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Cinematographer Robbie Ryan on the Hungry Imagination of Yorgos Lanthimos, Avoiding Prep & Post-Production, and the Perfect Whip Pan

Written by on November 29, 2018 

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Few films this year serve as a cinematographer’s showcase in quite the same way as The Favourite, which one might easily believe was designed from the top-down as an opportunity to indulge in visual touchstones, eccentricities, and a flourish by any other name. Yorgos Lanthimos’s typically anti-septic style turns burnished and gilded with the assistance of cinematographer Robbie Ryan, whose most notable credits — Ken Loach, Noah Baumbach, Andrea Arnold — suggest something more rough-and-tumble than this picture’s clear Barry Lyndon stylings. It’s a remarkable adaptation to environment and material for which most would be glad to take credit; to hear him tell it, however, this was a happy instance of following the leader.

Ryan and I sat down at this year’s EnergaCamerimage — ostensibly to discuss The Favourite, but, given the range of his experience, it became a mini-masterclass in the director-cinematographer relationship, the effect of prep, and whip pans.

As I turned on my recorder, Ryan was already off on the subject of film-festival attendance.

Robbie Ryan: You know what? It’s more fun when you don’t have any films in festivals, because there’s no pressure. No matter what you say, you can go into a film… that was the first time I saw The Favourite. Since we finished, I hadn’t seen it because I didn’t get to go to the grade. So I was doubly nervous. I’ve done this twice now — I did it with American Honey; I hadn’t seen anything of the edit or the grade — and I went to see that in Cannes and thought, “Oh, God, I won’t do that again.” You come out and it’s too head-wrecking. You go, “What was that about? Why was that there? Why did they edit that bit?” This constant thing. But The Favourite, it was great because I knew it would be an interesting film and it was interesting — a bit more, I thought. I’ve seen it twice now; I’ll go see it again tomorrow.

The Film Stage: Some DPs are present from pre-production to the last day of post.

[Laughs] I know.

They’re looking at grading, etc. So what’s the situation where you’re —

Not there! [Laughs] Right! I’m a real anti-prep and anti-post kind of guy. It goes down to when you shoot on film — this is the film-digital argument, right? — you kind of got it in the can. You’ve done it, you’ve shot the thing, and if you shoot film for what film is lovely for — and people like Yorgos do that — they know that it is great out of the can, so you don’t need to do a heck of a lot of it in post; all you’re really doing is balancing it and giving it a tiny bit more of contrast, whatever. Especially in these days, with the digital intermediates and all that, I’m a true believer that if there’s a grader getting paid more than I do at a daily rate, they can sort of realize the director’s vision in one of those grade suites. I’d look to come in and have a look at it, but I don’t need to do that every day.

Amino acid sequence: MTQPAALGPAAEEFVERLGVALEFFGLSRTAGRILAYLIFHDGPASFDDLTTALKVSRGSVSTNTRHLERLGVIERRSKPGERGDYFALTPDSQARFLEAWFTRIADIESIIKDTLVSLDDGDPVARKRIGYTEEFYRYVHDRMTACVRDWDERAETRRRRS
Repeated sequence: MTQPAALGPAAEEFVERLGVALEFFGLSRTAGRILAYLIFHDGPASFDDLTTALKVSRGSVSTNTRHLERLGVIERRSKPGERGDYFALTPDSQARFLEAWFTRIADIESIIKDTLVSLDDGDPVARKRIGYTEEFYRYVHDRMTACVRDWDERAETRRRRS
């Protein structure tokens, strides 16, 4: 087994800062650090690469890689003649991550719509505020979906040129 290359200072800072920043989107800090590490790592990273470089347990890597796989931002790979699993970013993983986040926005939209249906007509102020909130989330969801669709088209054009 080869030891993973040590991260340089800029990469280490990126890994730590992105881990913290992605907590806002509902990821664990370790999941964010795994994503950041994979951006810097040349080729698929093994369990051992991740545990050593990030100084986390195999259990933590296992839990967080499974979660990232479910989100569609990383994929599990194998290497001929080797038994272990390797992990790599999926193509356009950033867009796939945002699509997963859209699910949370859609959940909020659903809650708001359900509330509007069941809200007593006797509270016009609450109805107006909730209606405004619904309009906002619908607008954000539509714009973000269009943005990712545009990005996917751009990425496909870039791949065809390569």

I have done that; I’ve been there every day. What happens is: you get in one of those rooms — it’s two weeks they give you in the dark, dark room — and you come a bit… you know Stockholm Syndrome? You don’t want to go out the door because you’re just happy looking at an image. So I kind of find that I maybe don’t absolutely love that. I’ve actually got a great grader. That’s the thing: if you’ve got somebody you trust. Film is all about delegating and hoping that you get the people that are available because you know they’ll do a great job. So there’s a fantastic grader I know called Rob Pizzey, and he’s worked on a lot of things I’ve done, so he kind of knows what sort of thing I do and what not to do.

But Yorgos was there for the whole grade. I would’ve been there; I was just working. The more you do in the business, the more often you’re working when the grade is going on. On the prep side of things, I’m also not a massive fan. I’ve just done a Ken Loach film and I did three days’ prep on it. [Laughs] Whereas some people do three months’ prep. A film I did last year for Noah Baumbach was three months’ prep, and you’re like, “Ooh, I don’t need three months’ prep.” It’s a bit of a weird one. I totally understand prep if it’s a very technical job; it’s really important to be there for all the eventualities and realize it the best way it can. You have to do your due diligence, be available, and work as hard as you can to get to that stage.

But with a lot of films I do, they’re not as technically challenging, so what you end up doing is going with directors on — I’m going to get in trouble for saying this — the first recommendation, where they haven’t seen the place, either. So you’re trying to work with them, whether they like it or not. Really, it’d be better if you came after they found all those things. That’s what Ken does: he organizes, sorts it all out, says, “I’ll show it to you,” and then we go look at it for a day and we’re grand. It’s all about how much a director needs that comfort of knowing their collaborators are with them all the time. It’s important.